This stage is often the first stage after a breakup. You feel that relationships just do not work, and cause people to be unhappy. However, you will most likely realise that this stage is not permanent, and you are likely to find yourself in a happy relationship some time in the future.
2. Actively searching
In the second stage, you are over being single. You are no longer the Chief Activist for the “Love Being Single” movement. Continue reading
Did you know that a homosexual relationship can actually set the example to society of how a good relationship works? Negative, homophobic remarks have made the world think that a gay relationship does not work; that there is a natural incompatibility. Many people, both gay and straight, think that gay people are worse at relationships. The world is made to believe that gay relationships are full of fighting, cheating and unhappiness.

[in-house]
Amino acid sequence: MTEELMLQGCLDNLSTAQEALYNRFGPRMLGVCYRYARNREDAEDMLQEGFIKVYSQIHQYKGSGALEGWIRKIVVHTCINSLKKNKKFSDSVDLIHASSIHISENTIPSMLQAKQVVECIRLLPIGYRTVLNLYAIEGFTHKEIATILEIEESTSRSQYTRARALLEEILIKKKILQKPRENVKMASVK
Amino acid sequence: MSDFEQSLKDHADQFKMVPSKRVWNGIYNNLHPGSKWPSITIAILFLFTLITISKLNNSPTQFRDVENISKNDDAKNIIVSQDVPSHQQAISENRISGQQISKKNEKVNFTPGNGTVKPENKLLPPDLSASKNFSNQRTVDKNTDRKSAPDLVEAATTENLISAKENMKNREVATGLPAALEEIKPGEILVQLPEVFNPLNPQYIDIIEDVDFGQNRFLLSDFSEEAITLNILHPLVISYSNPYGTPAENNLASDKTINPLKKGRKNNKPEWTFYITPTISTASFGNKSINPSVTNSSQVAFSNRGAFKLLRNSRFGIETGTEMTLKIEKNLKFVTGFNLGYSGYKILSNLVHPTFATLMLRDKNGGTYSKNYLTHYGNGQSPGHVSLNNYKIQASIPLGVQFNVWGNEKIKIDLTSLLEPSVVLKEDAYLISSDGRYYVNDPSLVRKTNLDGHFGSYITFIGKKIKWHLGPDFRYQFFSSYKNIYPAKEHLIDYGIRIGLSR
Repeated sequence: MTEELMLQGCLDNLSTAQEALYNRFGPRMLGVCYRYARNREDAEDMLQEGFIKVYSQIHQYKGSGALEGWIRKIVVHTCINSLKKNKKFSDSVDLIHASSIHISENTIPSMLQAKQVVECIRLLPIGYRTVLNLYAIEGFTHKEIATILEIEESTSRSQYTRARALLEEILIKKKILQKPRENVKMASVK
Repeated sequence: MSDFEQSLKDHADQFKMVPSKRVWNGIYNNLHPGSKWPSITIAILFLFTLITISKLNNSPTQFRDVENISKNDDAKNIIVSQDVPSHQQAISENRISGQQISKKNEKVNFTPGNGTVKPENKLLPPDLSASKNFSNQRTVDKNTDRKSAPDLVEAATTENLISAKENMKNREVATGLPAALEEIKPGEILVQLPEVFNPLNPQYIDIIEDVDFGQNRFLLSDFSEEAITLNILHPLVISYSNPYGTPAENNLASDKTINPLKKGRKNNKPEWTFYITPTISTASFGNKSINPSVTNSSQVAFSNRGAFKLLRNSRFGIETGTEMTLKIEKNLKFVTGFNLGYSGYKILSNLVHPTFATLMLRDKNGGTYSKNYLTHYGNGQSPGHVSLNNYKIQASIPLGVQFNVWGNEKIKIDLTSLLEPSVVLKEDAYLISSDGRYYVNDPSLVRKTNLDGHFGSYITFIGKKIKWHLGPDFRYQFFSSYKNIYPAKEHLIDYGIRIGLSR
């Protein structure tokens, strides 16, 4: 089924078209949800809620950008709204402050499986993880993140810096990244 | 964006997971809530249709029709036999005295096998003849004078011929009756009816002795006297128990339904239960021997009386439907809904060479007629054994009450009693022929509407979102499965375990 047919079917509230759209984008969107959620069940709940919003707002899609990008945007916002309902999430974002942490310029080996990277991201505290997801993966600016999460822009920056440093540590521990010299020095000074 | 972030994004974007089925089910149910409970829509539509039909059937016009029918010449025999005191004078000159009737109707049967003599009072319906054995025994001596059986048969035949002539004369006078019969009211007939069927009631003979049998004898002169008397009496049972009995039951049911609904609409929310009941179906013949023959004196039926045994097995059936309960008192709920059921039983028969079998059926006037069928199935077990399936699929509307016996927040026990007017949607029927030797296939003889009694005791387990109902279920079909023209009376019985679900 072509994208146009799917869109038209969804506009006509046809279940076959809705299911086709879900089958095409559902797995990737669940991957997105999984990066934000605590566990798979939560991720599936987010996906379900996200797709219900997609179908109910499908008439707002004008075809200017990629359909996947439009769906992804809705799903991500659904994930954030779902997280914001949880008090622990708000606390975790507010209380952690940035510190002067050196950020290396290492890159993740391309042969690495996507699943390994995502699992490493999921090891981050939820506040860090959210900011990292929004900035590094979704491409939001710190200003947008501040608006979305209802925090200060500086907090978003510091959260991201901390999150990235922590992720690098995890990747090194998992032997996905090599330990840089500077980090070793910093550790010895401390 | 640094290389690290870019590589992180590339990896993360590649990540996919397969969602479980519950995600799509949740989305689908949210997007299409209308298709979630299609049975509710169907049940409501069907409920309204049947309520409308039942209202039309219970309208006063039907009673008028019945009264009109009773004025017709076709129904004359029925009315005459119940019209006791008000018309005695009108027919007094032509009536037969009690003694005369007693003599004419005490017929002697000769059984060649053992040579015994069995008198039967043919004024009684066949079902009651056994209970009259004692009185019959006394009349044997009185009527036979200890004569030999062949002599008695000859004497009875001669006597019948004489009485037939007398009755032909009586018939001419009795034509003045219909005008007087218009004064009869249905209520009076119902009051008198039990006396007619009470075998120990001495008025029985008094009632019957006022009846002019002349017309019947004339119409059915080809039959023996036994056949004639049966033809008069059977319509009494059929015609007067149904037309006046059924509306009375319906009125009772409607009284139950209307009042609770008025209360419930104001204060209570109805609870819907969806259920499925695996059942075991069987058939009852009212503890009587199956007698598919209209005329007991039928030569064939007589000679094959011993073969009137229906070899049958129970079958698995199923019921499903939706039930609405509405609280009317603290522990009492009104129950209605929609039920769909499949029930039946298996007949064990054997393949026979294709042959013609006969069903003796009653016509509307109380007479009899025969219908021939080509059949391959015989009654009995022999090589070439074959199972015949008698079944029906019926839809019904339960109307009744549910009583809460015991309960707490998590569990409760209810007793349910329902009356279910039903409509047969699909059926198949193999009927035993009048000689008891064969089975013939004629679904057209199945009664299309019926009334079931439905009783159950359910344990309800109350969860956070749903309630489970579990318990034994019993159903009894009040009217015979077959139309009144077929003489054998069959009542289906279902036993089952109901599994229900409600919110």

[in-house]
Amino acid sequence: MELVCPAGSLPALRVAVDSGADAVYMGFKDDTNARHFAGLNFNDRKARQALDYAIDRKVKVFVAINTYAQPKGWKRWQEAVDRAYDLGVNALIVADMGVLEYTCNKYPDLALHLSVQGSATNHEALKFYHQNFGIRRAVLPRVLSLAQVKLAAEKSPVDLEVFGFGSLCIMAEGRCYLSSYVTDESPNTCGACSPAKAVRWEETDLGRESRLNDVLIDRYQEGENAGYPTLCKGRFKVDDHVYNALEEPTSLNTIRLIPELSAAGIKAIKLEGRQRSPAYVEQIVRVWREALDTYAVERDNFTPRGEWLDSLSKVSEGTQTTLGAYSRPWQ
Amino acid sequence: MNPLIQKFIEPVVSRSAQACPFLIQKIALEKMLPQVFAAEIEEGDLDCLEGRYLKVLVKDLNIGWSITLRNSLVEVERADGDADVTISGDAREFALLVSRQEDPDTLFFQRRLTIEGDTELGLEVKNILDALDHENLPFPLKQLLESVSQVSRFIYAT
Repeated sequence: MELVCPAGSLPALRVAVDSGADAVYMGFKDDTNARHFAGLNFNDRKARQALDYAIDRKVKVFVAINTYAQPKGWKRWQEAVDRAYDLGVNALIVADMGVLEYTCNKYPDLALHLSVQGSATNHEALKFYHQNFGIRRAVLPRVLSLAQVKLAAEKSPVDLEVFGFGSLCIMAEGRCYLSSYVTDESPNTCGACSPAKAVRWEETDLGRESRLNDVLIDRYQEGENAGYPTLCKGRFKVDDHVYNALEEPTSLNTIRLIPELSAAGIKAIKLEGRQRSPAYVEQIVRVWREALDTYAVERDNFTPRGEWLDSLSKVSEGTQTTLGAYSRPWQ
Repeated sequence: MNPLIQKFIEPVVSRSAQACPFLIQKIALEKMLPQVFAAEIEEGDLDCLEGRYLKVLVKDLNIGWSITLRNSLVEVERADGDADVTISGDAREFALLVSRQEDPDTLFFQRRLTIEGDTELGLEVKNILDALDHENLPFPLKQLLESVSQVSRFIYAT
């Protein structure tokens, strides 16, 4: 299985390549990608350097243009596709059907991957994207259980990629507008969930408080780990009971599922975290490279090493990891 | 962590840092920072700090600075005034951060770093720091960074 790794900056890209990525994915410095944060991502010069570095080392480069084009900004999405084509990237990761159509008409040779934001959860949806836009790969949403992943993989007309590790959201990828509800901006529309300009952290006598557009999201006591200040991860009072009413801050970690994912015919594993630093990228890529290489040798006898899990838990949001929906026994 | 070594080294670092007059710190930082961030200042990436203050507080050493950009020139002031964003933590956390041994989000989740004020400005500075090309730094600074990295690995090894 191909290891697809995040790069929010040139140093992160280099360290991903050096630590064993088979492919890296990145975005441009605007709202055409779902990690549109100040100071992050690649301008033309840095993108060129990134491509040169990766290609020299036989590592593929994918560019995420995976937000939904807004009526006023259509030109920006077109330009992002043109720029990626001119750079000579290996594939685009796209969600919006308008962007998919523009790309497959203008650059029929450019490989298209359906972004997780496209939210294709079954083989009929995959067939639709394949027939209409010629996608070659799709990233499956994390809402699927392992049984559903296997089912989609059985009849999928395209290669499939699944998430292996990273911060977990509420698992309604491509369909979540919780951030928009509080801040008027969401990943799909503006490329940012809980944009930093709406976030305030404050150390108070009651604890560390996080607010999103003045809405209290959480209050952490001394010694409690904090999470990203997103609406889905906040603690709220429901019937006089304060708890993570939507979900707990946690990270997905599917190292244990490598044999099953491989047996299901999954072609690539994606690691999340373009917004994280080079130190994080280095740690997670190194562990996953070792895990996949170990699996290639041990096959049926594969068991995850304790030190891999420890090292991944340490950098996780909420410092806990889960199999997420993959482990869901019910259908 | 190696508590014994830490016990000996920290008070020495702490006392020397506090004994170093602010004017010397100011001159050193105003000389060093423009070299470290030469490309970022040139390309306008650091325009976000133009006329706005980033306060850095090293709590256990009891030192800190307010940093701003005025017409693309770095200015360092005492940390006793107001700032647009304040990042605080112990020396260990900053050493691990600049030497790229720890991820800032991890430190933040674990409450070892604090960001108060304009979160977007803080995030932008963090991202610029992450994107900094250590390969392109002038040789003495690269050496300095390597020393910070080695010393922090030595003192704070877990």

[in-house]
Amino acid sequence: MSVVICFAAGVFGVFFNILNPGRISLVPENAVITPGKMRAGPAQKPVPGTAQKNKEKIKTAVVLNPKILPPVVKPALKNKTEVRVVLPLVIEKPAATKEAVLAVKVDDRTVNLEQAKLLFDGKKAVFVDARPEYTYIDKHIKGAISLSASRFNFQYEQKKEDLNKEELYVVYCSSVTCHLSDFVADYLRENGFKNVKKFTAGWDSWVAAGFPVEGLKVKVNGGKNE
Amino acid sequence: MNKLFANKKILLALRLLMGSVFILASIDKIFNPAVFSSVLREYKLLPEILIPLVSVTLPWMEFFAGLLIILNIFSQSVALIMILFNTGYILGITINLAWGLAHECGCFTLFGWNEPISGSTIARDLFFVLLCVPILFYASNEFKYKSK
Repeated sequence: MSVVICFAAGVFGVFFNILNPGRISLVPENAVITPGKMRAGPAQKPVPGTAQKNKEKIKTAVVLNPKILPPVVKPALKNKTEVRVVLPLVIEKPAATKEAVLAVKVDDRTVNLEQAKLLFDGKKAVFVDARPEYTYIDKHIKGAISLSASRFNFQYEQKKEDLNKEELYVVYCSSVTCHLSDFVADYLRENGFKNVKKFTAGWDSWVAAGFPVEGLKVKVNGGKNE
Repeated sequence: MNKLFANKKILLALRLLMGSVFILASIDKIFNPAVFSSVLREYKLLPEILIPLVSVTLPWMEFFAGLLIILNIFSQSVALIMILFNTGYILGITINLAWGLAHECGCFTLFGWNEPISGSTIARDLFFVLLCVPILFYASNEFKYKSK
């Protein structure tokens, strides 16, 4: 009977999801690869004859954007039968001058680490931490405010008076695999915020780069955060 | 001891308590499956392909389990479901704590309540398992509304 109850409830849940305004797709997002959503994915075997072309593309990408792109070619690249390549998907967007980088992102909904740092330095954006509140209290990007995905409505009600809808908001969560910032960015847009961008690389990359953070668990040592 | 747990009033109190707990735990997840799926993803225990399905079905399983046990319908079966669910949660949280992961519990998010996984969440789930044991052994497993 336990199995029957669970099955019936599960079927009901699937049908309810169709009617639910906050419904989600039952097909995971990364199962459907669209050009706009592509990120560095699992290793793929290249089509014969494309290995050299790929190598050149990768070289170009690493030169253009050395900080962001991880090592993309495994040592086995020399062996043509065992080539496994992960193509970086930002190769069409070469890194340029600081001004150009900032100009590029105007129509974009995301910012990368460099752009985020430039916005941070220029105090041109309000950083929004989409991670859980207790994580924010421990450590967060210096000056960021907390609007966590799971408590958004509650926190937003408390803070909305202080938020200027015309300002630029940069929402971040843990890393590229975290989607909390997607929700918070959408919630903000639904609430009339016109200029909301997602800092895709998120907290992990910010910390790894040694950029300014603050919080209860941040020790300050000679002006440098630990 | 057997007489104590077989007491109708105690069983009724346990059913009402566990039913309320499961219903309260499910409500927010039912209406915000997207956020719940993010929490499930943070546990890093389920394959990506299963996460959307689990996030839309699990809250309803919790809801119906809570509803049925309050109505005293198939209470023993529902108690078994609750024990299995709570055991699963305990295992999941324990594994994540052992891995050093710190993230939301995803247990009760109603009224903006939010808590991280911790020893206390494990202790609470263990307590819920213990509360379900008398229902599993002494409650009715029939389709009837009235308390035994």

Happy gay couple
I certainly don’t buy that view. Successful gay relationships can actually show the world how a truly happy and equal couple can function. Continue reading
Many people are quite comfortable with the roles that they take on in their relationships. You may find that you are happy with you or your partner being the slightly more dominant person and the other being slightly more submissive. Or you may be in a relationship where both partners take on an equal role within the relationship.
The fear of the ‘role’
But sometimes, people have a fear of becoming a certain role. We usually fear becoming the more submissive partner, and the submissive role often has a bad connotation. It is sometimes referred to as being the ‘wife’ in the relationship. This person is seen to be the ‘girl’ in the relationship, and they are expected to be cooking, cleaning, and generally looking after the house. I have found that sometimes, even though people are very equal in their relationship, the fear exists of becoming the submissive wife in the relationship. I think this fear is spurred on by how friends will ask a couple directly the Continue reading